Twitter poured salt on the gaping wound that is 2016 last week when it announced it was shutting down Vine, the beloved app, first introduced in January 2013, that let smartphone users create and share delightful six-second videos. A fun, quirky culture developed on the platform, leading to all sorts of Vines that made us laugh, love, and appreciate the fact that not everything on the internet has to be a giant dumpster fire of nonsense.
And now, one app that launches today, wants to make it that much easier to permanently save these Vines before they're inevitably wiped from the internet for good.
Called Lifeprint, it's a free iOS app (an Android version should be ready by early 2017) that connects via Bluetooth to a small, $130 thermal imaging printer that will be sold in Apple retail stores as well as Lifeprint's website. Once set up, which is no more difficult than connecting your iPhone to a pair of Bluetooth headphones, you can then sync the app to your various social media accounts, including Facebook, Instagram, Snapchat, Twitter, and the soon to be departed Vine.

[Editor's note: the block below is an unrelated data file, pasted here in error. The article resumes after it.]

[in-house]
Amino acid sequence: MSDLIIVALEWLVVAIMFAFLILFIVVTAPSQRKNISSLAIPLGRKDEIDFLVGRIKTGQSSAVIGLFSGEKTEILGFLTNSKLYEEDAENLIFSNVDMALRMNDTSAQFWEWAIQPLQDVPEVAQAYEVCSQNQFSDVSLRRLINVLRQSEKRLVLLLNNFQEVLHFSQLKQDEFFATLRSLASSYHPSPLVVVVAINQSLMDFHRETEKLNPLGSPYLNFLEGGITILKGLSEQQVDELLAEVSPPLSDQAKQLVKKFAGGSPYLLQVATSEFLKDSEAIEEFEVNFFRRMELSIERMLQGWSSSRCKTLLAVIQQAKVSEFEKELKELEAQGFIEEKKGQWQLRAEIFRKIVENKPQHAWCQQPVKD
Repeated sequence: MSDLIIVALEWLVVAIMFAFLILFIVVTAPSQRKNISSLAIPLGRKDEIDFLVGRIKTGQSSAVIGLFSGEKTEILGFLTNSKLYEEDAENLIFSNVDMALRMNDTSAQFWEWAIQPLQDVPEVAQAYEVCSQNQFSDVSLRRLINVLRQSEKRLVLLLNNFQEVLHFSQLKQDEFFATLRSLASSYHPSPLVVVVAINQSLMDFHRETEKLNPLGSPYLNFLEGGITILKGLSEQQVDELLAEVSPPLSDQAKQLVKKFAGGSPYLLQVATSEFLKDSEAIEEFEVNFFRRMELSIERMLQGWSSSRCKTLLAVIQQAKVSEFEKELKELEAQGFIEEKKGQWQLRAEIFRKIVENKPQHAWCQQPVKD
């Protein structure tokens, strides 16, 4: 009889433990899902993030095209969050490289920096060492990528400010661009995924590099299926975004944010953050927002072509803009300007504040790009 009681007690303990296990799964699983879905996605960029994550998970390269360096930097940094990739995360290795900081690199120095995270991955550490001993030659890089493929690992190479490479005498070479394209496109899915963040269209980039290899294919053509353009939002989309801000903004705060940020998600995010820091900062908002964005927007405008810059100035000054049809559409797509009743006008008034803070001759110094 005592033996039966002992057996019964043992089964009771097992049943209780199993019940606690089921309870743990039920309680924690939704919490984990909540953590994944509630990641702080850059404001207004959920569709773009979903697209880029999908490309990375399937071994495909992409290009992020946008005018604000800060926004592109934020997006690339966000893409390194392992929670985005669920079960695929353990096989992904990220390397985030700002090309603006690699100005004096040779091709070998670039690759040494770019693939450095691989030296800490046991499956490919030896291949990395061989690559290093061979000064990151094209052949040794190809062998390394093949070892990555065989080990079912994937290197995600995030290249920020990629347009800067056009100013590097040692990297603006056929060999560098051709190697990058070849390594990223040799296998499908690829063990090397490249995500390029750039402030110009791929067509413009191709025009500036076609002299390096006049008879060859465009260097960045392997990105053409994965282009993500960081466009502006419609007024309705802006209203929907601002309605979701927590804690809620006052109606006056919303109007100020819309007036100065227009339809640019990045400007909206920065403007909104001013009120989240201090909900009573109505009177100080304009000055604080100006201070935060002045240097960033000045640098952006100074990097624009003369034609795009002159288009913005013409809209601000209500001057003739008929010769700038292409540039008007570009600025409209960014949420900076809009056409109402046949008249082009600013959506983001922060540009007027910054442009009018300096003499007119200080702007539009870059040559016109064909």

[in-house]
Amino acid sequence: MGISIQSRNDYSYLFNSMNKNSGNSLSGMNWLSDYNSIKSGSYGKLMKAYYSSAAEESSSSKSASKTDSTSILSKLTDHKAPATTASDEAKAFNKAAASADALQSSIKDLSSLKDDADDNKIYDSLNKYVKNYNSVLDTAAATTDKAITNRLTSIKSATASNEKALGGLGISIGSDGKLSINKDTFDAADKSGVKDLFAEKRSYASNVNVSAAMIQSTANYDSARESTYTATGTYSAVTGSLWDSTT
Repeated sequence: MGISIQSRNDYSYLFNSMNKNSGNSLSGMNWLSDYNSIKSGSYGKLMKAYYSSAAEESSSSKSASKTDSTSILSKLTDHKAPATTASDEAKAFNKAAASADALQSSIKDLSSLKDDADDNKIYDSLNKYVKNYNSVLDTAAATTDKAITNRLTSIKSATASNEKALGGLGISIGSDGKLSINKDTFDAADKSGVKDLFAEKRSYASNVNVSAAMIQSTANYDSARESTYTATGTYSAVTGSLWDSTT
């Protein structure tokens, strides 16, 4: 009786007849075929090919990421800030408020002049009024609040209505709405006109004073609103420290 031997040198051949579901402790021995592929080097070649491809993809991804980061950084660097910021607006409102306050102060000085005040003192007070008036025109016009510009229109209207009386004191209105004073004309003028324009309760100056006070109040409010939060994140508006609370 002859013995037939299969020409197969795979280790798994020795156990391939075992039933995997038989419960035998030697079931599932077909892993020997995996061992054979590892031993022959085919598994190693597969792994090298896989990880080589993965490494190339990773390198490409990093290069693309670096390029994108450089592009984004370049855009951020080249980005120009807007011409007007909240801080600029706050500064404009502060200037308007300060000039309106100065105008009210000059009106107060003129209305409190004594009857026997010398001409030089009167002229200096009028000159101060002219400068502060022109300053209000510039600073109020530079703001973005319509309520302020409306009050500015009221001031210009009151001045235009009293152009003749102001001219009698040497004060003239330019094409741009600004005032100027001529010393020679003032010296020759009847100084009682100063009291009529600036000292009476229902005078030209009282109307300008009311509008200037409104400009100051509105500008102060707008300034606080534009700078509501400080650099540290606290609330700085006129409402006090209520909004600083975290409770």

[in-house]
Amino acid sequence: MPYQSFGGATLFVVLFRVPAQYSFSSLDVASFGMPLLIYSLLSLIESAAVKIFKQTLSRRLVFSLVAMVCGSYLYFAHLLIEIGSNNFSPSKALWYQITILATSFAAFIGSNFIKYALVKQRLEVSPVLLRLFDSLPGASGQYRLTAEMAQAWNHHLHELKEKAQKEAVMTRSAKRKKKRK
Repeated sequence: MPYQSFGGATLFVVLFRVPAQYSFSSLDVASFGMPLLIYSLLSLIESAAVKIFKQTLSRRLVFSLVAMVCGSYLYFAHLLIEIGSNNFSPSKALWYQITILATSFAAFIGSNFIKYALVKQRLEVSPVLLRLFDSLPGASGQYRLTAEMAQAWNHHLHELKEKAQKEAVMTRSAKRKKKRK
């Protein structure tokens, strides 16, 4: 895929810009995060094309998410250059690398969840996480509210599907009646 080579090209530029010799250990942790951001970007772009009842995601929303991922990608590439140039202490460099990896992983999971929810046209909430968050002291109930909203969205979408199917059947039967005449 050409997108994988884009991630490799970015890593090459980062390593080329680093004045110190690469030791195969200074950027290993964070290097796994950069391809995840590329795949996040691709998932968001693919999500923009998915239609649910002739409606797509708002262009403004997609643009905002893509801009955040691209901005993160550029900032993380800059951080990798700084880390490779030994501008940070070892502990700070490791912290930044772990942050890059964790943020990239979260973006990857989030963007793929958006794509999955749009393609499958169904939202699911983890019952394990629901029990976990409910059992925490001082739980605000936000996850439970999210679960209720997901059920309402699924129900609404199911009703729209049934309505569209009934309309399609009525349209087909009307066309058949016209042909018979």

You can then print static images of your Vines (or Instagram photos/videos, etc.) on small pieces of paper that are about the size of a business card. There's no ink to buy (though you do have to buy compatible paper, which starts at $20 for a pack of 30); the printer technology is essentially an evolution of what Nintendo used with the GameBoy Printer in the late 1990s.
This is when things get interesting.
By holding your iPhone up to the static image you just printed out, the Vine will then play inside the app. You read that correctly: Lifeprint is able to take a Vine, encode the entire six-second video into a static image, and then play back the video on your iPhone. This animated GIF—you can see the printed image below my iPhone—shows a Vine of Motherboard's unofficial corgi Winston as brought to life with Lifeprint.
Twitter has not said exactly when it plans to shut down Vine, nor has it said what exactly will happen to the individual Vines currently stored on the company's servers. While there's already a few apps floating around out there than can save them digitally (you can also just view the source of a Vine on the web to save them to your computer), being able to print them out almost certainly helps with the grieving process.